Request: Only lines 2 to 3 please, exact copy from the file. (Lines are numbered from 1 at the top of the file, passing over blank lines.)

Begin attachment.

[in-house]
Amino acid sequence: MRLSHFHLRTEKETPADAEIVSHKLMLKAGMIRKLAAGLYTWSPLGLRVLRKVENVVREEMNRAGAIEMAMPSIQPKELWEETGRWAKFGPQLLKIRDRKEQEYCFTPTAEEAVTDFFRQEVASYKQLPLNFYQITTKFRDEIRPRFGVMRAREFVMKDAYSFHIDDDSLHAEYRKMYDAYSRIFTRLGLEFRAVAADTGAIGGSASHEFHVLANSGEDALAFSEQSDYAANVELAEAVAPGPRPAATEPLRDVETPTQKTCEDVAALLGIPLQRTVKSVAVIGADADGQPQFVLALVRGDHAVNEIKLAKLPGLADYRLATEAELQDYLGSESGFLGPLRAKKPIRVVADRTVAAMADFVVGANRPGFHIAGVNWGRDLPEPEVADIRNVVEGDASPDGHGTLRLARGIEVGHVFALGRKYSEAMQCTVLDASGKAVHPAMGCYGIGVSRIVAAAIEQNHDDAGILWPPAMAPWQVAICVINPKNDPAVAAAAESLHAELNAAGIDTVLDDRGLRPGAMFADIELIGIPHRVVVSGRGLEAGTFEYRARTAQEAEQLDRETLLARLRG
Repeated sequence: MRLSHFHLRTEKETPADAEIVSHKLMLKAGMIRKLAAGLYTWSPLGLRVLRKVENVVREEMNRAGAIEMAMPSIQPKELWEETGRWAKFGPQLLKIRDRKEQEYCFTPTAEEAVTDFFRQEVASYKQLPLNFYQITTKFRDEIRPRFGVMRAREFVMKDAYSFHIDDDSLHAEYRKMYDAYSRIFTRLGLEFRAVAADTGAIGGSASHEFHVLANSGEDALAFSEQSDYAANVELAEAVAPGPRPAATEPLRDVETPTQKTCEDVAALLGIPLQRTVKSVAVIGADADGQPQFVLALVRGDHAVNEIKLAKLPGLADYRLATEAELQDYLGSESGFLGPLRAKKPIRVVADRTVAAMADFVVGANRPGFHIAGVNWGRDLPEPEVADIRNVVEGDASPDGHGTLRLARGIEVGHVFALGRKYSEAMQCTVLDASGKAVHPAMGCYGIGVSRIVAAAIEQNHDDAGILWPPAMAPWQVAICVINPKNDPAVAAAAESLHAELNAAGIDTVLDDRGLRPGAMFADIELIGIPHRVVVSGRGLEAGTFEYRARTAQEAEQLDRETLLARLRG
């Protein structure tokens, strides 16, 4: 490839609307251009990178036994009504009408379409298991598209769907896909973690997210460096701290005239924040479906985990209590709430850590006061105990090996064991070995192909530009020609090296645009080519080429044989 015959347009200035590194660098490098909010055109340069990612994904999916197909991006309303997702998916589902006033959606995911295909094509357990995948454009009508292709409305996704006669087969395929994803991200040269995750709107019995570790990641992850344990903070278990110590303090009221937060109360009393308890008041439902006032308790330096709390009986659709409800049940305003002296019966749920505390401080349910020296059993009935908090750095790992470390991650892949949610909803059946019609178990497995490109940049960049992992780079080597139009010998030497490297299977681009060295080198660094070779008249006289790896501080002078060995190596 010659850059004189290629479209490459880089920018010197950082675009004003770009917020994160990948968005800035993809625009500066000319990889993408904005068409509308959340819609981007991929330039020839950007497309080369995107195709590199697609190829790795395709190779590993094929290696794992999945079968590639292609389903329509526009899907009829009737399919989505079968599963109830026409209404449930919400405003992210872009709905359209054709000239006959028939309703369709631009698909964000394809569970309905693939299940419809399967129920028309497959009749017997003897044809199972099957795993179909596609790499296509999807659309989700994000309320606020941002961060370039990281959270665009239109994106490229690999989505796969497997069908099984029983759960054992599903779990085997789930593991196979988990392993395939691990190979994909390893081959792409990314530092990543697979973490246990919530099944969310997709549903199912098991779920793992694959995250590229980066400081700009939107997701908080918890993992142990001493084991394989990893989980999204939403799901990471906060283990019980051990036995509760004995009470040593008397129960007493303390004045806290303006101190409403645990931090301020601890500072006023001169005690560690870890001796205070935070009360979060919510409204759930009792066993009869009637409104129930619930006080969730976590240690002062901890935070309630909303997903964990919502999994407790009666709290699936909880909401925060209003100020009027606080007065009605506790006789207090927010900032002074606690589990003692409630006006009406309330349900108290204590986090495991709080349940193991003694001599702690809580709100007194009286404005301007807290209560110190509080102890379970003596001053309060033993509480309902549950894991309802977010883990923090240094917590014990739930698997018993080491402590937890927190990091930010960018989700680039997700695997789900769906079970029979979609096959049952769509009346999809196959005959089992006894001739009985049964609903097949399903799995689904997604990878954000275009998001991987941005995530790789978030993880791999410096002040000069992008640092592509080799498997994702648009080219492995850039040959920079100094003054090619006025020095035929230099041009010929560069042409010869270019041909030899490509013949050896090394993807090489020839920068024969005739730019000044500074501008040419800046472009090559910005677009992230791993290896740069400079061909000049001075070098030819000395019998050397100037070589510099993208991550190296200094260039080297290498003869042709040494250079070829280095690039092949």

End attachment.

Amino acid sequence: MRLSHFHLRTEKETPADAEIVSHKLMLKAGMIRKLAAGLYTWSPLGLRVLRKVENVVREEMNRAGAIEMAMPSIQPKELWEETGRWAKFGPQLLKIRDRKEQEYCFTPTAEEAVTDFFRQEVASYKQLPLNFYQITTKFRDEIRPRFGVMRAREFVMKDAYSFHIDDDSLHAEYRKMYDAYSRIFTRLGLEFRAVAADTGAIGGSASHEFHVLANSGEDALAFSEQSDYAANVELAEAVAPGPRPAATEPLRDVETPTQKTCEDVAALLGIPLQRTVKSVAVIGADADGQPQFVLALVRGDHAVNEIKLAKLPGLADYRLATEAELQDYLGSESGFLGPLRAKKPIRVVADRTVAAMADFVVGANRPGFHIAGVNWGRDLPEPEVADIRNVVEGDASPDGHGTLRLARGIEVGHVFALGRKYSEAMQCTVLDASGKAVHPAMGCYGIGVSRIVAAAIEQNHDDAGILWPPAMAPWQVAICVINPKNDPAVAAAAESLHAELNAAGIDTVLDDRGLRPGAMFADIELIGIPHRVVVSGRGLEAGTFEYRARTAQEAEQLDRETLLARLRG
Repeated sequence: MRLSHFHLRTEKETPADAEIVSHKLMLKAGMIRKLAAGLYTWSPLGLRVLRKVENVVREEMNRAGAIEMAMPSIQPKELWEETGRWAKFGPQLLKIRDRKEQEYCFTPTAEEAVTDFFRQEVASYKQLPLNFYQITTKFRDEIRPRFGVMRAREFVMKDAYSFHIDDDSLHAEYRKMYDAYSRIFTRLGLEFRAVAADTGAIGGSASHEFHVLANSGEDALAFSEQSDYAANVELAEAVAPGPRPAATEPLRDVETPTQKTCEDVAALLGIPLQRTVKSVAVIGADADGQPQFVLALVRGDHAVNEIKLAKLPGLADYRLATEAELQDYLGSESGFLGPLRAKKPIRVVADRTVAAMADFVVGANRPGFHIAGVNWGRDLPEPEVADIRNVVEGDASPDGHGTLRLARGIEVGHVFALGRKYSEAMQCTVLDASGKAVHPAMGCYGIGVSRIVAAAIEQNHDDAGILWPPAMAPWQVAICVINPKNDPAVAAAAESLHAELNAAGIDTVLDDRGLRPGAMFADIELIGIPHRVVVSGRGLEAGTFEYRARTAQEAEQLDRETLLARLRG